Once again, a Salubrious Solstice to one and all, and my best wishes to you and hopes that you are enjoying this holiday season, for whatever definition of "holiday" works for you.
Last year, I described the wonders of "X" in a somewhat rarefied way. This year I'm going to be more down-to-Earth in my talk of the unknown. Namely, what sorts of digital camera improvements you may expect to find the [semi-mythical gift-giver of choice] putting in your [personal gift receptacle of choice] in the next double-handful of years.
This is not a wish list. Every one of these goodies is sufficiently mainline and part of the normal manufacturing track that I am certain they will all show up in your digital camera...unless current technology improves so much that it makes some of them unnecessary. That's the unknown part—either you'll get these goodies or you'll get something even better. It's horrible living with uncertainty, isn't it?
Here's the shape of shinies to come:
Back-illuminated thinned sensors: These have twice the collection efficiency of standard sensors, and they've been in common use in scientific instruments for many years. You haven't seen them in commercial cameras because thinning the substrate has been expensive. New manufacturing patents show how to do this on a production basis. It gets you a factor of two improvement in ISO, across-the-board, but it's especially important for small-pixel sensors.
Deep well insulating sensors: A problem with sensor arrays is electron leakage between the pixels. All sensors suffer from this. It reduces low-light sensitivity, decreases sharpness, and degrades color rendition. A new design adds a secondary well layer beneath the pixels that insulates them. Hard to estimate exactly how much this will improve things, but I would guess about half a stop in low light performance, plus better sharpness and color.
Non-Bayer filter arrays: Bayer filters are a good compromise when you have a moderate number of pixels. There are efficient at capturing spatial detail, and computationally simple. They have many disadvantages: poor overall light collection, horrid aliasing problems, and they shortchange blue sensitivity, especially bad for available-light work under normal indoor lights.
Other filter arrays solve all these problems. This is nothing new; Kodak and other companies have been doing this since the early days of high-quality digital cameras. As pixels approach the micron size (and there are very good reasons for them to do so, despite some of the naysaying you've read) quasi—random filter arrangements will improve sensitivity, sharpness, and reduce noise.
Adaptive pixels: Good digital cameras already capture an 11–12 stop luminance range, but there would be some real advantages to capturing a 20-stop range (total exposure freedom, for one thing). Adaptive pixels that alter their response depending on the intensity of light that hits them exist in laboratory sensors; they'll hit the mainstream within a decade, unless conventional designs get so much better that nobody cares.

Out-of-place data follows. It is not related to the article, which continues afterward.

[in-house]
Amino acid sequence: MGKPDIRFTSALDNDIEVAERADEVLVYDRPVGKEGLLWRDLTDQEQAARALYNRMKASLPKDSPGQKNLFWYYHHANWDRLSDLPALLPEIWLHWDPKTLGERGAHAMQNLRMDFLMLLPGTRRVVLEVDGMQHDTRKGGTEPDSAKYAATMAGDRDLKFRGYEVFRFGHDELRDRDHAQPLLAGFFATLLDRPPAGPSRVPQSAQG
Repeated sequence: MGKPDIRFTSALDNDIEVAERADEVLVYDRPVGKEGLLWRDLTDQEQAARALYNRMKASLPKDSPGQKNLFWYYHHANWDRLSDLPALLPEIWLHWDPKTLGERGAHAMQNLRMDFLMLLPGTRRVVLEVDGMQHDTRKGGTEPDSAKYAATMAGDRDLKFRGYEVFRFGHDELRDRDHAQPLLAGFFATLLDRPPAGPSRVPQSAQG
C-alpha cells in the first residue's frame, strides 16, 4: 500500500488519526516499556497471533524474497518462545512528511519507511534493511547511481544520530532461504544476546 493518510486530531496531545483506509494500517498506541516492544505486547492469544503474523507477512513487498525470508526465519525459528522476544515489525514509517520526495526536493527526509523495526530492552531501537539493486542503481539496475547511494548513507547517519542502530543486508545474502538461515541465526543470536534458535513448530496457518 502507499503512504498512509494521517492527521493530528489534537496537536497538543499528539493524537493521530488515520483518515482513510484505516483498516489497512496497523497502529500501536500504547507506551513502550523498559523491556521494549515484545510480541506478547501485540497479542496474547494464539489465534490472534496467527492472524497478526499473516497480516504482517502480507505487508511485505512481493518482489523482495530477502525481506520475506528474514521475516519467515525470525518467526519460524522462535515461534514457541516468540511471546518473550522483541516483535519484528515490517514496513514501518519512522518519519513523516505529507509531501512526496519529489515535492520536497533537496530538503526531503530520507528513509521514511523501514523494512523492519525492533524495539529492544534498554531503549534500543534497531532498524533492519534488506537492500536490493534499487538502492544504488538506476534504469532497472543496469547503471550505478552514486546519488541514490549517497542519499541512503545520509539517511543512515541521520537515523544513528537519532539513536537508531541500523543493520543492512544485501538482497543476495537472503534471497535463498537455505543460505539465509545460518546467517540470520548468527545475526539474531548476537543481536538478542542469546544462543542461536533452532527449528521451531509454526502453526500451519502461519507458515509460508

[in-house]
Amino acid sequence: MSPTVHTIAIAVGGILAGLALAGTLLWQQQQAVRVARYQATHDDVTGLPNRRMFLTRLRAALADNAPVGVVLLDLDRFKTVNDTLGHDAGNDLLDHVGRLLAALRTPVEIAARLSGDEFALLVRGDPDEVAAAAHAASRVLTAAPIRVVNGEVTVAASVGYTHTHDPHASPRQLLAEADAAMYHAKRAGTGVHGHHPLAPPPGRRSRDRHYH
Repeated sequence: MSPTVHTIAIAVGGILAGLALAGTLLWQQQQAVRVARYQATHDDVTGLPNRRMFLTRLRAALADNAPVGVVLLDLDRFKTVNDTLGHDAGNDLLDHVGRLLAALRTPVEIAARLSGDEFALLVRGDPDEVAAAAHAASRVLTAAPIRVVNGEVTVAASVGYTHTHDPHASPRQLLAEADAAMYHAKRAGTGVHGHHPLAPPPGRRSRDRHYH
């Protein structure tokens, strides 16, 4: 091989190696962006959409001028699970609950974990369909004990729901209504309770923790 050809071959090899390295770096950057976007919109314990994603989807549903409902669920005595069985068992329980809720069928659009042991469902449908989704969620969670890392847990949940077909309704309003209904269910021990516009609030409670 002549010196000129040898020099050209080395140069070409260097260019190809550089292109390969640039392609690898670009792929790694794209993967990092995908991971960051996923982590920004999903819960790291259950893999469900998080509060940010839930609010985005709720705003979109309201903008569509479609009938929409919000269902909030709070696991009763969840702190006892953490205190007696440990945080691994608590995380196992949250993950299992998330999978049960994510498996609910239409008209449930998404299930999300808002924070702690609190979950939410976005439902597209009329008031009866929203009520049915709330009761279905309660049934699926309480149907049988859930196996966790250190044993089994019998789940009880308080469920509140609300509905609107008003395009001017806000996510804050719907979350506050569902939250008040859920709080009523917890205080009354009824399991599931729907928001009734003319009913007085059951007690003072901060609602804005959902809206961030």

GRIN optics: "GRadient INdex (of refraction)" lenses have an index of refraction that changes as you move out from the center of the lens. Scanners already use GRIN lens arrays to relay the image from the platen to the sensor. A few commercial camera lenses have already been designed with GRIN elements, but there are problems still to be solved in making large elements cheaply and characterizing them well in production. But, as with aspheric surfaces, which were similarly exotic decades ago, these will gradually penetrate optical designs.
Diffractive optics: Gratings embossed onto the surface of the lens can radically alter things like chromatic and spherical aberration, which are otherwise difficult to correct well. We already have limited diffractive optics. Like GRIN, this is going to improve a lot over the next decade and we're going to get very innovative designs.
Combination optics: What happens if you combine GRIN, diffractive gratings, and lens surfaces of arbitrary curvature? You get single lens elements that perform as well or better as your typical triplet. Imagine what you could do, in terms of lens weight, aperture, and size, if you could cut the number of lens elements by a factor of two or three and make each element thinner and lighter to boot.
This is all off-the-shelf in the next few-to-ten years. I didn't even get into the edgy stuff, like quasi-particle single photon spectral detection, metamaterials, and other exotica, whose future is entirely unknown.
Anyone who tells you that camera image quality is near to topping out simply has no idea of what's waiting in the wings. Salubrious Solstice!